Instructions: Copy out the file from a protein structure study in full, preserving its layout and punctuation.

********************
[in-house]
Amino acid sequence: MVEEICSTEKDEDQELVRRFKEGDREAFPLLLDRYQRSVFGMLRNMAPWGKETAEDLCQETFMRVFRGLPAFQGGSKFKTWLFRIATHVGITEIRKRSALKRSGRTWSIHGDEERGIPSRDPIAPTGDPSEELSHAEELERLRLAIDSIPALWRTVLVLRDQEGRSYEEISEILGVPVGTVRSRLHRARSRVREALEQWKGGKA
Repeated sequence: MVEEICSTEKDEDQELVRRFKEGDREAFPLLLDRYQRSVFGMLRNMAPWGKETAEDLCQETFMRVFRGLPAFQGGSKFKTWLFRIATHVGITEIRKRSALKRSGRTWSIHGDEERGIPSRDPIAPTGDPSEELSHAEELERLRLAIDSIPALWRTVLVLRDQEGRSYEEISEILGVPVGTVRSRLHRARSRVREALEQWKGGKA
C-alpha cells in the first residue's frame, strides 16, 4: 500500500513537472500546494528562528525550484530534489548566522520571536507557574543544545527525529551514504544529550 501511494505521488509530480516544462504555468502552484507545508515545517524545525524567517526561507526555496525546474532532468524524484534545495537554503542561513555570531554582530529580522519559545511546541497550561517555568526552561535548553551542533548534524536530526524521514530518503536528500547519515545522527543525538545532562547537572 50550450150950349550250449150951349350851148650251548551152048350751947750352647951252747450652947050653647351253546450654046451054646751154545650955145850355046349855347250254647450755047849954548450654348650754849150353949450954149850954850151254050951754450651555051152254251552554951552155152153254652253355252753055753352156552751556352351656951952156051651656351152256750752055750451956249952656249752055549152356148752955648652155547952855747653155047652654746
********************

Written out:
[in-house]
Amino acid sequence: MVEEICSTEKDEDQELVRRFKEGDREAFPLLLDRYQRSVFGMLRNMAPWGKETAEDLCQETFMRVFRGLPAFQGGSKFKTWLFRIATHVGITEIRKRSALKRSGRTWSIHGDEERGIPSRDPIAPTGDPSEELSHAEELERLRLAIDSIPALWRTVLVLRDQEGRSYEEISEILGVPVGTVRSRLHRARSRVREALEQWKGGKA
Repeated sequence: MVEEICSTEKDEDQELVRRFKEGDREAFPLLLDRYQRSVFGMLRNMAPWGKETAEDLCQETFMRVFRGLPAFQGGSKFKTWLFRIATHVGITEIRKRSALKRSGRTWSIHGDEERGIPSRDPIAPTGDPSEELSHAEELERLRLAIDSIPALWRTVLVLRDQEGRSYEEISEILGVPVGTVRSRLHRARSRVREALEQWKGGKA
C-alpha cells in the first residue's frame, strides 16, 4: 500500500513537472500546494528562528525550484530534489548566522520571536507557574543544545527525529551514504544529550 501511494505521488509530480516544462504555468502552484507545508515545517524545525524567517526561507526555496525546474532532468524524484534545495537554503542561513555570531554582530529580522519559545511546541497550561517555568526552561535548553551542533548534524536530526524521514530518503536528500547519515545522527543525538545532562547537572 50550450150950349550250449150951349350851148650251548551152048350751947750352647951252747450652947050653647351253546450654046451054646751154545650955145850355046349855347250254647450755047849954548450654348650754849150353949450954149850954850151254050951754450651555051152254251552554951552155152153254652253355252753055753352156552751556352351656951952156051651656351152256750752055750451956249952656249752055549152356148752955648652155547952855747653155047652654746